Quick
v.
Pointer

Not overruled or negatively treated on appealinfoCoverage
United States Court of Appeals, District of Columbia CircuitNov 30, 1950
186 F.2d 355 (D.C. Cir. 1950)

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Summaries written by judges

Summaries

  • holding that damages in contracts for real property are measured by the difference between the contract price and the fair market value of the property

    Summary of this case from Capitol Justice LLC v. Wachovia Bank, N.A.

No. 10460.

Argued October 4, 1950.

Decided November 30, 1950.

Mr. Josiah Lyman, Washington, D.C., for appellant. Mrs. Kathryn M. Schwarz also entered an appearance for appellant.

Mr. Samuel R. Blanken, Washington, D.C., with whom Mr. Morris Benson, Washington, D.C., was on the brief, for appellee Pointer.

Mr. John Ward Cutler, Washington, D.C., with whom Mr. Leonard A. Block, Washington, D.C., was on the brief, for appellee Baker.

Before CLARK, PRETTYMAN and BAZELON, Circuit Judges.


This is an appeal from a judgment of the District Court for damages for breach of a contract to sell real estate and for a real estate agent's commission. The contract was for a price of $16,000. Ten days after the contract was made, and before settlement day, the purchaser made a contract for a resale at $19,500. It then appeared that the original vendor did not have title, being part but not full owner of the property. His vendee sued. The trial court, without other evidence as to damages and without other finding on the point, gave judgment for $3,500, the difference between the prices in the two contracts.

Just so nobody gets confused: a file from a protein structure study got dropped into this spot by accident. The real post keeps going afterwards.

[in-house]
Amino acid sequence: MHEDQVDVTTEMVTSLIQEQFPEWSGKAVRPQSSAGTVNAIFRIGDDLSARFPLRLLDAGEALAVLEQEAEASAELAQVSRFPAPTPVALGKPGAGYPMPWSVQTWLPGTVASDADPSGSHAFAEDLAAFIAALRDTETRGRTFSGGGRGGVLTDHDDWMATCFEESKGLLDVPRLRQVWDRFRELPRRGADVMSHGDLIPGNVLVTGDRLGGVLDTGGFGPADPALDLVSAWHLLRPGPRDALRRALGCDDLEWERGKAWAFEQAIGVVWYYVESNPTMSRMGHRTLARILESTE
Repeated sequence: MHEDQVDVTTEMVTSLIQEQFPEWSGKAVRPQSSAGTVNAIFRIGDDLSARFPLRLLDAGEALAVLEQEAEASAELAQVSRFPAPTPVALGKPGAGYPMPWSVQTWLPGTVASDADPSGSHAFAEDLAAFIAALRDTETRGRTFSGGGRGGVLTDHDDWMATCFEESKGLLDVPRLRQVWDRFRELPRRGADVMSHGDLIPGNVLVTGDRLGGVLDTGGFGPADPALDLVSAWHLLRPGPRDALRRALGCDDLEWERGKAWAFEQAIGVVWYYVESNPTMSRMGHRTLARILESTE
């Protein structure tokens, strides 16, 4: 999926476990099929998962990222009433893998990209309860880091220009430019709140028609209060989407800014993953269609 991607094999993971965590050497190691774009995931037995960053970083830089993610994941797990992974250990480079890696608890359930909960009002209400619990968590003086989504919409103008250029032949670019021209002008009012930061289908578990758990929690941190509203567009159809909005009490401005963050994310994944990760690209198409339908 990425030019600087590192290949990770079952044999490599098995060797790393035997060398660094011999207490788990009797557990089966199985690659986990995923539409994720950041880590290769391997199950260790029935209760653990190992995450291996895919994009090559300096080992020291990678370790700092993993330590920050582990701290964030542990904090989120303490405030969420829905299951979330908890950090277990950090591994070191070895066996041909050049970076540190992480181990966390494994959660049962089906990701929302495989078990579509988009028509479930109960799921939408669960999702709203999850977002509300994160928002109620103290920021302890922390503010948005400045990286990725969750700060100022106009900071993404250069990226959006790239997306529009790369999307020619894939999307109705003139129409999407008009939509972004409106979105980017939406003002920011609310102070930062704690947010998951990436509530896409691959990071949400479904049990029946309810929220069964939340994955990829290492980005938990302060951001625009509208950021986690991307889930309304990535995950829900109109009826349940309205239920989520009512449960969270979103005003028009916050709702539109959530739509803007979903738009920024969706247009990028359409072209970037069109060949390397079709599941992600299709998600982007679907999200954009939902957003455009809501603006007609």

The established rule in this jurisdiction is that damages under these circumstances are the difference between the contract price and the fair market value of the property. No mention of fair market value appears in this record, either in the evidence or in the findings. The judgment for the vendee must therefore be reversed on that point.

Peoples Mortg. Corporation v. Bedrosian, 1946, 81 U.S.App.D.C. 69, 154 F.2d 332; Bedrosian v. Peoples Mortgage Corporation, 1950, 87 U.S.App.D.C. ___, 182 F.2d 395; Thompson v. Rector, 1948, 83 U.S.App.D.C. 371, 170 F.2d 167.

There was sufficient evidence to support the trial court's conclusion that the real estate agent produced a buyer ready, able and willing to buy. That was all the agent had to do in order to become entitled to his commission. The dispute as to whether he knew that his client was not full owner of the property was an issue of fact upon which the evidence conflicted. The judgment as to the commission is affirmed.

Affirmed in part and reversed in part.